Cleanest U.S. Cities | American Lung Association

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Cleanest U.S. Cities

Six cities ranked on all three cleanest-cities lists for ozone, year-round particle pollution and short-term particle pollution. They had zero high ozone or high particle pollution days, and were among the 25 cities with the lowest year-round particle levels. Four have repeated their ranking on this list, but two join this list for the first time. Listed alphabetically below, these six cities are:

  • Bellingham, WA
  • Burlington-South Burlington, VT
  • Casper, WY
  • Honolulu, HI
  • Palm Bay-Melbourne-Titusville, FL
  • Wilmington, NC

Eleven other cities ranked among the cleanest cities for both year-round and short-term levels of particle pollution. That means they had no days in the unhealthy level for short-term particle pollution and were on the list of the cleanest cities for year-round particle pollution. They are:

  • Cape Coral-Fort Myers-Naples, FL
  • Elmira-Corning, NY
  • Grand Island, NE
  • Homosassa Springs, FL
  • Lakeland-Winter Haven, FL
  • North Port-Sarasota, FL
  • Orlando-Deltona-Daytona Beach, FL
  • Pittsfield, MA
  • Pueblo-Cañon City, CO
  • Sierra Vista-Douglas, AZ
  • Syracuse-Auburn, NY

Eighteen other cities ranked among the cleanest for ozone and short-term particle pollution. That means they had no days in the unhealthy level for ozone or short-term particle pollution. They are:

  • Bangor, ME
  • Bowling Green-Glasgow, KY
  • Dothan-Enterprise-Ozark, AL
  • Eau Claire-Menomonie, WI
  • Fayetteville-Lumberton-Laurinburg, NC
  • Fayetteville-Springdale-Rogers, AR-MO
  • Florence, SC
  • Fort Smith, AR-OK
  • Gadsden, AL
  • Greenville-Washington, NC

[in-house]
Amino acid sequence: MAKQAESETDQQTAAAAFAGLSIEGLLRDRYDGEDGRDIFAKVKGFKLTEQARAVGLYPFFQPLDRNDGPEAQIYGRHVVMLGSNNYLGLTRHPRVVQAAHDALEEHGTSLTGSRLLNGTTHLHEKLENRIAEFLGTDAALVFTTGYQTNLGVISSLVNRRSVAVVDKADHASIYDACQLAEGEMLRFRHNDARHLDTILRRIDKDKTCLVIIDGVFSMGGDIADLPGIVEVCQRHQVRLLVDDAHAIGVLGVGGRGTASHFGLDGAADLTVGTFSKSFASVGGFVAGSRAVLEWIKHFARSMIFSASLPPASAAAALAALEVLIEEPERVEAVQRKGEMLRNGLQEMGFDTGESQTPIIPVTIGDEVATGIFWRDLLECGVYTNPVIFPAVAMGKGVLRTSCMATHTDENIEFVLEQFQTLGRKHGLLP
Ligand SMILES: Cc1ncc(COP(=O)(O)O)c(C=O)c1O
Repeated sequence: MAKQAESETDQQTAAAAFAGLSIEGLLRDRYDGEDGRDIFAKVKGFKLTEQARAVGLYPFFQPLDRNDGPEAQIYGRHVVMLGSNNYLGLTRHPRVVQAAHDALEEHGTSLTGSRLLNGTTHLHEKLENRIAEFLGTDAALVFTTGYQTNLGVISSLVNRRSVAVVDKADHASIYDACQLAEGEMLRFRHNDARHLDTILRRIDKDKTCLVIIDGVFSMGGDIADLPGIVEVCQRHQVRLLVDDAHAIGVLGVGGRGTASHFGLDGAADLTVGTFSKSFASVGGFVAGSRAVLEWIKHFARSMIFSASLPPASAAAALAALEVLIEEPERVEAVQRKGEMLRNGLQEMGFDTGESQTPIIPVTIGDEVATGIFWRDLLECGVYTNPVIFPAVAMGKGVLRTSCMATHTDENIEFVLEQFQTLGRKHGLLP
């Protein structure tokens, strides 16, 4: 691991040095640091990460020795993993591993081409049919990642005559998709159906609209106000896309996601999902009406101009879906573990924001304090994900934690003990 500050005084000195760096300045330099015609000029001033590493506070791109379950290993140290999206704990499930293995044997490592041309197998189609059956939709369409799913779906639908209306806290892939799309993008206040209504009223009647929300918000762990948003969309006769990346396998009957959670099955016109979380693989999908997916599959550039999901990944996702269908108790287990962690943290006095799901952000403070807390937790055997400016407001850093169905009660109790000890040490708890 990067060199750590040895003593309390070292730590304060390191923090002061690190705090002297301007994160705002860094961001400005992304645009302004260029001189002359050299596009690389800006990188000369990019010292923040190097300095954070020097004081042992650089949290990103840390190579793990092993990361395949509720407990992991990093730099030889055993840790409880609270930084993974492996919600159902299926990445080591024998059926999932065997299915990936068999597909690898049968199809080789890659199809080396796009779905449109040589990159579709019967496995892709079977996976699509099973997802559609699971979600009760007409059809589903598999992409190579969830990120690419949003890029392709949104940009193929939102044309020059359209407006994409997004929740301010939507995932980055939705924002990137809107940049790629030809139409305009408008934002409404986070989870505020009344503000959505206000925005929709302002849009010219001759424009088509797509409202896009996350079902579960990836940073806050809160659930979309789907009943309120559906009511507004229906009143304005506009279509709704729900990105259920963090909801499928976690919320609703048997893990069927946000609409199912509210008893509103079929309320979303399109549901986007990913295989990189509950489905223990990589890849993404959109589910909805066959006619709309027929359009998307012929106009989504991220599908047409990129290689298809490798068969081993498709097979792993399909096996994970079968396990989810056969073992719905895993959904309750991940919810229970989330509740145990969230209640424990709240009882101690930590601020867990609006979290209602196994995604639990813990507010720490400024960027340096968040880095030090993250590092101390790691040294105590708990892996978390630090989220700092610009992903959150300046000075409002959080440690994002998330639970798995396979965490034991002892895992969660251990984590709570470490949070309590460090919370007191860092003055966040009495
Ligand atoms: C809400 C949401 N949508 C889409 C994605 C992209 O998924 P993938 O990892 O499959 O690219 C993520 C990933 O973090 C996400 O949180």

• La Crosse-Onalaska, WI-MN
  • Lafayette-Opelousas-Morgan City, LA
  • McAllen-Edinburg, TX
  • Monroe-Ruston-Bastrop, LA
  • Rome-Summerville, GA
  • Springfield-Branson, MO
  • Tuscaloosa, AL
  • Waterloo-Cedar Falls, IA

Two cities ranked on both lists for ozone and year-round particle pollution levels. Cheyenne, WY, and Salinas, CA, had no days in the unhealthy level for ozone pollution and were on the list of the cleanest cities for year-round particle pollution.

Did You Know?

  1. More than 5 out of 10 people live where the air they breathe earned an F in State of the Air 2016.
  2. Nearly 166 million people live in counties that received an F for either ozone or particle pollution in State of the Air 2016.
  3. Nearly 20 million people live in counties that got an F for all three air pollution measures in State of the Air 2016.
  4. Breathing ozone irritates the lungs, resulting in something like a bad sunburn within the lungs.
  5. Breathing in particle pollution can increase the risk of lung cancer, according to the World Health Organization.
  6. Particle pollution can also cause early death and heart attacks, strokes and emergency room visits for people with asthma, cardiovascular disease and diabetes.
  7. Particles are smaller than 1/30th the diameter of a human hair. When you inhale them, they are small enough to get past the body's natural defenses.
  8. Ozone and particle pollution are both linked to increased risk of lower birth weight in newborns.
  9. Do you live near, or work on or near a busy highway? Pollution from the traffic may put you at greater risk of harm.
  10. People who work or exercise outside face increased risk from the effects of air pollution.
  11. Millions of people are especially vulnerable to the effects of air pollution, including infants, older adults and people with lung diseases like asthma.
  12. People of color and those earning lower incomes are often disproportionately affected by air pollution which put them at higher risk for illnesses.
  13. Air pollution is a serious health threat. It can trigger asthma attacks, harm lung development in children, and can even be deadly.
  14. You can protect your family by checking the air quality forecasts in your community and avoiding exercising or working outdoors when the unhealthy air is expected.
  15. Big polluters and some members of Congress are trying to change the Clean Air Act and dismantle 45 years' of progress. The Lung Association is fighting to keep the law strong to continue to protect public health.
  16. Cutting air pollution through the Clean Air Act will prevent at least 230,000 deaths and save $2 trillion annually by 2020.
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